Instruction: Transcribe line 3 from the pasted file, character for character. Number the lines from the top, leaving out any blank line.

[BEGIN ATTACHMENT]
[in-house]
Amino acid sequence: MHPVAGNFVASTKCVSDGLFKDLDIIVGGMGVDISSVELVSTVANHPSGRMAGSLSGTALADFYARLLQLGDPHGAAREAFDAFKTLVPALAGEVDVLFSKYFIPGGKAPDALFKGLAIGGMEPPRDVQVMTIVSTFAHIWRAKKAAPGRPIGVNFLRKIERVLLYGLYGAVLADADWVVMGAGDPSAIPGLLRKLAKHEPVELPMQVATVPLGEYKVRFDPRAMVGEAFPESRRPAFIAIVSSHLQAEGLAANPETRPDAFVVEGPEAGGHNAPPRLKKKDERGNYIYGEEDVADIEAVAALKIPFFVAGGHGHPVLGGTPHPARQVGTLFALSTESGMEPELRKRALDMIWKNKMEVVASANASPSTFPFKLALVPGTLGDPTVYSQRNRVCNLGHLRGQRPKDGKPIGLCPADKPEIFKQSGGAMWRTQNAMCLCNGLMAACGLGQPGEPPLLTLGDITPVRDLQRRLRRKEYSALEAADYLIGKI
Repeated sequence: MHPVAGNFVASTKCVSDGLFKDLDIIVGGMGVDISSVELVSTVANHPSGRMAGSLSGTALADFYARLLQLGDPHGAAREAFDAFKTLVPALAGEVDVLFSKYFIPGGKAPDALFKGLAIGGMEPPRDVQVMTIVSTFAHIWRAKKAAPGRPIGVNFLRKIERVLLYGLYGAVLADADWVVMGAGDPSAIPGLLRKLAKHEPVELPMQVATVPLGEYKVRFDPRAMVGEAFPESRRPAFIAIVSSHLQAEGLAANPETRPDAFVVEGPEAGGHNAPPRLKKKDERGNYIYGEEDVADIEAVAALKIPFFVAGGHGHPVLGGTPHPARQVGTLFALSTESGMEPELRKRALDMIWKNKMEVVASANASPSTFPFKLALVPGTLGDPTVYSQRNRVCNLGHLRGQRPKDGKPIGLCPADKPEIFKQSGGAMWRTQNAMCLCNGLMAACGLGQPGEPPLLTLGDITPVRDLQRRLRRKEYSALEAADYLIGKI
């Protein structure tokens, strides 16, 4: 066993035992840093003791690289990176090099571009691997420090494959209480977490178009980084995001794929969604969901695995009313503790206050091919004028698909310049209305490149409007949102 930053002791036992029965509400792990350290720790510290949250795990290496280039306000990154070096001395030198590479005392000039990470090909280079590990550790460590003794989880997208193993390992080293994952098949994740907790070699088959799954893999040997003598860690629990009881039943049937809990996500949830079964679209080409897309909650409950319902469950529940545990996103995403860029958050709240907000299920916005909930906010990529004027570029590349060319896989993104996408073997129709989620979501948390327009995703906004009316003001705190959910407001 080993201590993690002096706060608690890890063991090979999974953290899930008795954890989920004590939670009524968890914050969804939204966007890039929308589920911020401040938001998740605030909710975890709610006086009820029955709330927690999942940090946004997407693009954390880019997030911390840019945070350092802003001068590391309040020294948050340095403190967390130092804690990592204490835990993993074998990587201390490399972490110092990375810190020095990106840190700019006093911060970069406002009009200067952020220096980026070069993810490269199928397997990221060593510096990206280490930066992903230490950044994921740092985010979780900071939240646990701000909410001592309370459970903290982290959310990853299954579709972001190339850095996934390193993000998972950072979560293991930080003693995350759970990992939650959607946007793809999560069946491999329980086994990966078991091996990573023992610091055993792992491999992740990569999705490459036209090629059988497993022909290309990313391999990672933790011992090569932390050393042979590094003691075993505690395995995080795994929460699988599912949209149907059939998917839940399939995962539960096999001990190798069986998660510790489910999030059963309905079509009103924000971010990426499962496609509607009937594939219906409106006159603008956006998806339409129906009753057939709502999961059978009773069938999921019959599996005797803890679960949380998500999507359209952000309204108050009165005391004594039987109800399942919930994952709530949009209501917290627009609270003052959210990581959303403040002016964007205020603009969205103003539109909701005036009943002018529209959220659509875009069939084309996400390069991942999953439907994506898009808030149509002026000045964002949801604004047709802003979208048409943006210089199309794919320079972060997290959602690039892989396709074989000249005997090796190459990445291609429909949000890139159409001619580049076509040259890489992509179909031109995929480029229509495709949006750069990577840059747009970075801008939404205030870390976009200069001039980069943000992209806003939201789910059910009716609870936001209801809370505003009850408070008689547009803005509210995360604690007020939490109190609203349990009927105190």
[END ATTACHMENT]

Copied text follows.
Repeated sequence: MHPVAGNFVASTKCVSDGLFKDLDIIVGGMGVDISSVELVSTVANHPSGRMAGSLSGTALADFYARLLQLGDPHGAAREAFDAFKTLVPALAGEVDVLFSKYFIPGGKAPDALFKGLAIGGMEPPRDVQVMTIVSTFAHIWRAKKAAPGRPIGVNFLRKIERVLLYGLYGAVLADADWVVMGAGDPSAIPGLLRKLAKHEPVELPMQVATVPLGEYKVRFDPRAMVGEAFPESRRPAFIAIVSSHLQAEGLAANPETRPDAFVVEGPEAGGHNAPPRLKKKDERGNYIYGEEDVADIEAVAALKIPFFVAGGHGHPVLGGTPHPARQVGTLFALSTESGMEPELRKRALDMIWKNKMEVVASANASPSTFPFKLALVPGTLGDPTVYSQRNRVCNLGHLRGQRPKDGKPIGLCPADKPEIFKQSGGAMWRTQNAMCLCNGLMAACGLGQPGEPPLLTLGDITPVRDLQRRLRRKEYSALEAADYLIGKI